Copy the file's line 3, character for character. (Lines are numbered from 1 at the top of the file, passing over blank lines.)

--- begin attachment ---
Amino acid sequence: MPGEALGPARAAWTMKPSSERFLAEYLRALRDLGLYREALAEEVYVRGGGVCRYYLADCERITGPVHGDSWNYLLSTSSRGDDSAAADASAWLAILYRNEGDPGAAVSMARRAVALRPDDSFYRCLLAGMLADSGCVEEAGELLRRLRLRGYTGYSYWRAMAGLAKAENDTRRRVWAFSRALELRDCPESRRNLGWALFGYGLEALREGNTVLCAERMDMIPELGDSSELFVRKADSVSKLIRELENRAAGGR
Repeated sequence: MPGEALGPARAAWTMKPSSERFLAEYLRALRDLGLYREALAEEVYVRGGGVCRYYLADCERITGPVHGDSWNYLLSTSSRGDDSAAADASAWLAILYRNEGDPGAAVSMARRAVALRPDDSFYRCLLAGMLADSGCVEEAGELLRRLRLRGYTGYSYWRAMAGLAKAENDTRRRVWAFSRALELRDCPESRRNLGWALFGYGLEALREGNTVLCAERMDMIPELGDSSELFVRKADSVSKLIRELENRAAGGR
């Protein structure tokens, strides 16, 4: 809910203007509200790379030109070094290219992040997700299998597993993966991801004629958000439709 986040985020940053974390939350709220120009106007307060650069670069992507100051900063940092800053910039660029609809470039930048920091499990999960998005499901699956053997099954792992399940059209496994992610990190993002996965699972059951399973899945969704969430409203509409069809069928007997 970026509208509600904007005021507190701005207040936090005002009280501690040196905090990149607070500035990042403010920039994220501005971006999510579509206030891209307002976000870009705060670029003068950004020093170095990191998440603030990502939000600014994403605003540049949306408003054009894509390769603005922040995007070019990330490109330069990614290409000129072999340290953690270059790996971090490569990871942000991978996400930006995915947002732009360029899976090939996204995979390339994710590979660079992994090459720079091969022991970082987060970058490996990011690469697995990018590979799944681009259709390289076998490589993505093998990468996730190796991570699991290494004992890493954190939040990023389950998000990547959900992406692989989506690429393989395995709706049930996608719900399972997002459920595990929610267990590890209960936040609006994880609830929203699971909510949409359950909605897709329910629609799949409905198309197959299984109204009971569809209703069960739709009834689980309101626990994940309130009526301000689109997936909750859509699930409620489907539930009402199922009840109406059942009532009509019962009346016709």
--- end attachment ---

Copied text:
């Protein structure tokens, strides 16, 4: 809910203007509200790379030109070094290219992040997700299998597993993966991801004629958000439709 986040985020940053974390939350709220120009106007307060650069670069992507100051900063940092800053910039660029609809470039930048920091499990999960998005499901699956053997099954792992399940059209496994992610990190993002996965699972059951399973899945969704969430409203509409069809069928007997 970026509208509600904007005021507190701005207040936090005002009280501690040196905090990149607070500035990042403010920039994220501005971006999510579509206030891209307002976000870009705060670029003068950004020093170095990191998440603030990502939000600014994403605003540049949306408003054009894509390769603005922040995007070019990330490109330069990614290409000129072999340290953690270059790996971090490569990871942000991978996400930006995915947002732009360029899976090939996204995979390339994710590979660079992994090459720079091969022991970082987060970058490996990011690469697995990018590979799944681009259709390289076998490589993505093998990468996730190796991570699991290494004992890493954190939040990023389950998000990547959900992406692989989506690429393989395995709706049930996608719900399972997002459920595990929610267990590890209960936040609006994880609830929203699971909510949409359950909605897709329910629609799949409905198309197959299984109204009971569809209703069960739709009834689980309101626990994940309130009526301000689109997936909750859509699930409620489907539930009402199922009840109406059942009532009509019962009346016709």